In our previous post, we went over how to create a simple linear regression model with scikit-learn and how to use it to make predictions. But, that’s not very useful for anyone other than the creator of the model since it’s only available on their machine. In this post, we’ll go over how to use Flask, a microframework for building websites and APIs in Python, to build our Web API and how to persist our model so we can have access to it without always having to retrain it each time we want to make a prediction.

Before we dive in, let’s go over what Flask is and how to set it up. If you want to skip to the code, the API and Jupyter Notebook are both on GitHub.

A Very Brief Introduction to Flask

If you downloaded the Anaconda distribution, you already have Flask installed, otherwise, you will have to install it yourself with – pip install flask.

Flask is very minimal since you only bring in the parts as you need them. To demonstrate this, here’s the Flask code to create a very simple web server.

from flask import Flask

app = Flask(__name__)

def hello():
    return "Hello World!"

if __name__ == '__main__':

Once executed, you can navigate to the web address, which is shown the terminal, and observe the expected result.

Hello World Flask app
Hello World Flask app

Let’s review what the executed code is doing.

After importing, we create an instance of the Flask class and pass in the __name__ variable that Python fills in for us. This variable will be "__main__", if this file is being directly run through Python as a script. If we import the file instead, the value of __name__ will be the name of the file where we did the import. For instance, if we had and, and we imported into the __name__ value of will be test.

Above our hello method definition, there’s the @app.route("/") line. The @ denotes a decorator, which allows the function, property, or class it’s precedes to be dynamically altered.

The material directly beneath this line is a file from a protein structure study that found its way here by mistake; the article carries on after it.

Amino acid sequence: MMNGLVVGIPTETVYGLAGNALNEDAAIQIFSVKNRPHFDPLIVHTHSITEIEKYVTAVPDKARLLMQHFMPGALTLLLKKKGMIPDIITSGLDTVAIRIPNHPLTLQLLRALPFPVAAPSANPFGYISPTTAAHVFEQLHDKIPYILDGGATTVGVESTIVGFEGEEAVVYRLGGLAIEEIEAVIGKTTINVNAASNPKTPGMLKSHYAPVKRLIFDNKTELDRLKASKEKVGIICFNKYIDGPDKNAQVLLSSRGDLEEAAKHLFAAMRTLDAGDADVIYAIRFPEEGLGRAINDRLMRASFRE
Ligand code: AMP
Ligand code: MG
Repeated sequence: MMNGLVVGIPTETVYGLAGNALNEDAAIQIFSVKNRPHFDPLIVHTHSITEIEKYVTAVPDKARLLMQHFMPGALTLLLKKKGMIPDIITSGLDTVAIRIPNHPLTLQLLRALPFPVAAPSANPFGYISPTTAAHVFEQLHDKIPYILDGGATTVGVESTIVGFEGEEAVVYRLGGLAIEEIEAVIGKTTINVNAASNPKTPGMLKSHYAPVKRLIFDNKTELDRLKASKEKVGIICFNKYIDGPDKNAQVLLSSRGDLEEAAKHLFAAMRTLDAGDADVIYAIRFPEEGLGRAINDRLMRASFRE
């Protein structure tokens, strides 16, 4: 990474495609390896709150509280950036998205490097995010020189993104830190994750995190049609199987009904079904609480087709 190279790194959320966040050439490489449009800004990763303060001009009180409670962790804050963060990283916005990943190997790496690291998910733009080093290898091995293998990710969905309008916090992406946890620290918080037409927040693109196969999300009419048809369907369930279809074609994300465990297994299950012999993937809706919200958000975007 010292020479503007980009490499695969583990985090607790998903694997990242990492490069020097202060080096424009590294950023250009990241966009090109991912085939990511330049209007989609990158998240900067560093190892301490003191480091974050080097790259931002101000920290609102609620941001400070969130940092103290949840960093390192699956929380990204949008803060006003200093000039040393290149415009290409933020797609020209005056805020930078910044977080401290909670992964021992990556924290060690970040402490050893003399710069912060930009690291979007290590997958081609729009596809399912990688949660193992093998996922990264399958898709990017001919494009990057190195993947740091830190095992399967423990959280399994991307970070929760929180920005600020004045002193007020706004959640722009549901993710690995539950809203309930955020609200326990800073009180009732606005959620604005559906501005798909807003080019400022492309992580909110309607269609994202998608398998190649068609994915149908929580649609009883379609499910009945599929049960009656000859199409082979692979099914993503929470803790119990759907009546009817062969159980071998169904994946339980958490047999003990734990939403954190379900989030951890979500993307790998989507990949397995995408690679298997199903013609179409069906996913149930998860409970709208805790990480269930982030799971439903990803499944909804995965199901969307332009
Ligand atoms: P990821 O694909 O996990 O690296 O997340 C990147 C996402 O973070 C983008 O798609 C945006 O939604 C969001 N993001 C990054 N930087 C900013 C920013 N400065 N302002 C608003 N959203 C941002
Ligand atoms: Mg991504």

The hello method is where we put the code to run whenever the route of our app or API hits the top level route: /.

If our __name__ variable is __main__, indicating that we ran the file directly instead of importing it, then it will start the Flask app which will run and wait for web requests until the process ends.

Creating the API

While I generally use Jupyter Notebooks for all of my regular Python and data code, creating web applications and APIs are a bit different since a web server needs to be running to capture the requests. For the web code, I switch between PyCharm and Visual Studio. For this code, I went with PyCharm to build this API and I’ll detail parts of PyCharm I’ve used in order to help with testing and debugging.

In our last post we already built our model, so being able to call the predict method on it shouldn’t involve building it again. It’s a lot of overhead and unnecessary. But how can we avoid having to recreate the model in our API? This is where data persistence in Python comes into play.